Can the world continue expanding its use of renewable resources at an increasing rate? Most likely not. Using a data set of over 25 resources researchers at the Helmholtz Centre for Environmental Research (UFZ), Yale University and Michigan State University demonstrate that several key resources have recently passed, at around the same time, their “peak-rate year” – the maximum increase year. A potential implication is that as substitution becomes arduous, global society’s expanding needs will be harder to fill. They explain this in an article published in the latest issue of the international journal Ecology and Society, and featured in the journal Nature’s Research Highlights this week.
Landscape ecologists Prof. Dr. Ralf Seppelt, Dr. Ameur M. Manceur and plant ecologist Dr. Stefan Klotz from the UFZ analysed the production and extraction rates of 27 global renewable and non-renewable resources together with economist Dr. Eli Fenichel from Yale University and sustainability scholar Dr. Jianguo Liu from Michigan State University. They examined 20 renewable resources, such as maize, rice, wheat or soya, which represent around 45% of the global calorie intake according to the Food and Agriculture Organisation of the United Nations (FAO of the UN), as well as animal products, such as fish, meat, milk and egg. For 18 of these renewable resources the annual growth rate (for example the increase in meat production or in fish catch) reached its peak – the peak-rate year – around 2006 a few years ago.
The term peak in the context of resource use is not new as it was popularized in the discussion about peak oil initiated in the mid-1970s. The peak oil analysis of the mid 1970s alleged that the crude oil extraction rate would significantly decline after a given year. Whether such a decline will happen and what would be the ultimate cause has been hotly debated among scientists. Though oil production has actually continued to expand, other resources have followed such a pattern. UFZ researchers used a dataset of more than 25 resources and made limited assumptions, relying on computer power to extract pattern from the database. “For many resources, but not oil, we indeed observed a peak pattern”, states Dr. Seppelt.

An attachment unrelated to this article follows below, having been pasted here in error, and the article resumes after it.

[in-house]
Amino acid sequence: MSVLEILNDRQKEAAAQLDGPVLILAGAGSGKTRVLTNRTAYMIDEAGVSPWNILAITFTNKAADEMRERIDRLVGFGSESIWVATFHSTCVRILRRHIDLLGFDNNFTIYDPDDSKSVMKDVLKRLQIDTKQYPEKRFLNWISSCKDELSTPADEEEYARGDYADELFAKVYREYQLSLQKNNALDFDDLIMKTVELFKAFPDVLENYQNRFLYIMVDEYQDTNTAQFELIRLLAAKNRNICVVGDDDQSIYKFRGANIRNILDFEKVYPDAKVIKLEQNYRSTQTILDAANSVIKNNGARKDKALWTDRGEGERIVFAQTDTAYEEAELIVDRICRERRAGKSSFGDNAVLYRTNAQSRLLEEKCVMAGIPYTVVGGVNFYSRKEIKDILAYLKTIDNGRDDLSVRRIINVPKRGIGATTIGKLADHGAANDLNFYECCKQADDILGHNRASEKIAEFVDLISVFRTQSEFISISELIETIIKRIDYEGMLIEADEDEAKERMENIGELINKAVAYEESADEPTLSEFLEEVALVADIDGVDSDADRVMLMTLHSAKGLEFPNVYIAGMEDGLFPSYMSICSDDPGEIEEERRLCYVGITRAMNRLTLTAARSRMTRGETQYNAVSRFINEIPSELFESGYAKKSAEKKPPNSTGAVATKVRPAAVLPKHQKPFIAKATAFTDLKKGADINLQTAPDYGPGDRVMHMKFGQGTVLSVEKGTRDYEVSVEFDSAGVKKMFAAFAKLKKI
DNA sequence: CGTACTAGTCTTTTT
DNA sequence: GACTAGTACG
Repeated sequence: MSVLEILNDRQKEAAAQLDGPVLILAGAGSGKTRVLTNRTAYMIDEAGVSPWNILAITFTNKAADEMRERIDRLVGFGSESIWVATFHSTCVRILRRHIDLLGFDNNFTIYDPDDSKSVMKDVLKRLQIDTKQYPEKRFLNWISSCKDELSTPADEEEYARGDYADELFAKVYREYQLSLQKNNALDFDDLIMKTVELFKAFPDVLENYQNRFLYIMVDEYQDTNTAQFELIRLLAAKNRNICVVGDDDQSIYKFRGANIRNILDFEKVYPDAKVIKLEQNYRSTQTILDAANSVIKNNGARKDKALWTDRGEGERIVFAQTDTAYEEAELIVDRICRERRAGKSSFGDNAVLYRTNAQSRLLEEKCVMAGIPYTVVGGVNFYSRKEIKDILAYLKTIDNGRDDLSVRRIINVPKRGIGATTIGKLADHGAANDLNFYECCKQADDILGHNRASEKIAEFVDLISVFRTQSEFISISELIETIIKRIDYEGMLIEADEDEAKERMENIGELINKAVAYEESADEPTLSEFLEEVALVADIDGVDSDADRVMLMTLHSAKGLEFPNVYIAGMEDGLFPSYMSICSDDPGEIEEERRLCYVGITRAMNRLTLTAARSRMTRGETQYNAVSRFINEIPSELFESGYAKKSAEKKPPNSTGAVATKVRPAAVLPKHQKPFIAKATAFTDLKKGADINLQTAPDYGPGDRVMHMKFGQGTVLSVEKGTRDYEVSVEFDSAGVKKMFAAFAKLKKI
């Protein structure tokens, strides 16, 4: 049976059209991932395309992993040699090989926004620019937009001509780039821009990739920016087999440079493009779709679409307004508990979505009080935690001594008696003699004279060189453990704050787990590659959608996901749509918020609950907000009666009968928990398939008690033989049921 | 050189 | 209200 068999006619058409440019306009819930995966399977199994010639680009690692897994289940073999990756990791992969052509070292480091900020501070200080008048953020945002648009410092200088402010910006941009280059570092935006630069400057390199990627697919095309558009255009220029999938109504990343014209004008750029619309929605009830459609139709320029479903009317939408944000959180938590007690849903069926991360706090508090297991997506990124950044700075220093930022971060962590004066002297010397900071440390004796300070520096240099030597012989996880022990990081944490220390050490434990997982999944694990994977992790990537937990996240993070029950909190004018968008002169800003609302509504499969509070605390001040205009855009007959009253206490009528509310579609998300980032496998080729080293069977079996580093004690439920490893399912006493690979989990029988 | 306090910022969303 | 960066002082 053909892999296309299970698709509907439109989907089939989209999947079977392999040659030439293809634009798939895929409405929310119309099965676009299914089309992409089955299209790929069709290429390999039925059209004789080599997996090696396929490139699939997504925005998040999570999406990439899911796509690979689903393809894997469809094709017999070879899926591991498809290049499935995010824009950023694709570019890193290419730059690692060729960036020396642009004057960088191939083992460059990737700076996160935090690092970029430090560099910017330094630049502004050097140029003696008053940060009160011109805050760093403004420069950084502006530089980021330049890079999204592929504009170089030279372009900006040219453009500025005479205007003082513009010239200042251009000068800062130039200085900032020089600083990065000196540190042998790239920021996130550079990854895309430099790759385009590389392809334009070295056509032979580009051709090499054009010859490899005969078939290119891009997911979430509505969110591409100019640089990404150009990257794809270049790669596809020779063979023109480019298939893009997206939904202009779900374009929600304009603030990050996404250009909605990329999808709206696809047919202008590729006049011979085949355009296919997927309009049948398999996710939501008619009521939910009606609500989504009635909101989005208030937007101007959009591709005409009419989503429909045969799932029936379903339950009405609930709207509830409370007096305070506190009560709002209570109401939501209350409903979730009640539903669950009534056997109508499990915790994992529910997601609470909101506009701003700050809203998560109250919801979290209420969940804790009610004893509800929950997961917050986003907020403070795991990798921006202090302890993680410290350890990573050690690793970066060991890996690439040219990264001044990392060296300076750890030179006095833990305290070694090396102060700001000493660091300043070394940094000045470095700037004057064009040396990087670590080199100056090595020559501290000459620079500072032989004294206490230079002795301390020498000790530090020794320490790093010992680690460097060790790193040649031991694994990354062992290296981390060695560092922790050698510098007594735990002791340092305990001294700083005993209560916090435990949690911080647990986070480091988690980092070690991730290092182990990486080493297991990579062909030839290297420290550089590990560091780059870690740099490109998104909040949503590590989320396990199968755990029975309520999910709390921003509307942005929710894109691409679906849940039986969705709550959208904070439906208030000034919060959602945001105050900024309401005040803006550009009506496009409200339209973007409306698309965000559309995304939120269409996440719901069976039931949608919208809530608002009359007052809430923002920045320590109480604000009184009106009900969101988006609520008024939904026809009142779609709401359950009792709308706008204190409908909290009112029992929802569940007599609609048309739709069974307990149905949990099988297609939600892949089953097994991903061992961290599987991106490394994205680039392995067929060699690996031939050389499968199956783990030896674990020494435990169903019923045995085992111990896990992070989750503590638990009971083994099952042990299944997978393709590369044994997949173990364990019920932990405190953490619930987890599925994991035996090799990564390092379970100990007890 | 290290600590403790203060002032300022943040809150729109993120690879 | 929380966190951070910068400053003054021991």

Surprisingly, they discovered not only that 20 resources had a peak-year but also that for 16 of the 20 resources with a peak-year, the peak-year lay between 1988 and 2008 — a very narrow range in the history of humanity! “The key commodities that a person needs for food and must harvest are limited”, summarizes Dr. Seppelt, Head of the Landscape Ecology Department at the UFZ. Renewable resources become scarcer. The authors were able to illustrate this using a various examples: The maximum global growth rate in crop yields for soya beans was in 2009, for milk it was 2004, for eggs it was 1993 and for the fish caught it was 1988. Data from other studies confirm these results. For example, the crop yield per area with maize, wheat, soya and rice on more than a quarter of the farming area around the world is stagnating or decreasing according to the US scientists.
Dr. Seppelt gives explanations for why many of the peak-year are synchronized – they occur at about the same time. The global population growth is a major driver. Due to the rising population and change in diet in some regions of the world over the past few decades, such as India and China, the demand for renewable resources increased and thus the pressure to produce as much food as possible. These findings can also be illustrated in other aspects of resource use: the team found the highest rate of increase in the cultivation of arable land to be in the 1950s; the peak for human-made irrigation areas then followed in the 1970s, and the peak for nitrogen fertilisers was subsequently in the 1980s. “This shows that the land available for agriculture was used more intensively for growing food”, conclude Dr. Klotz, Head of the Department of Community Ecology. However, they can no longer see major opportunities for the intensification of farming. “Experts see opportunities for further increases in agricultural yield of about one to two percent per year due to better breeding techniques and genetically modified organisms”, states Dr. Seppelt. But then it will be tight: “The global community needs to accept that renewable raw materials are also reaching their yield limits worldwide”.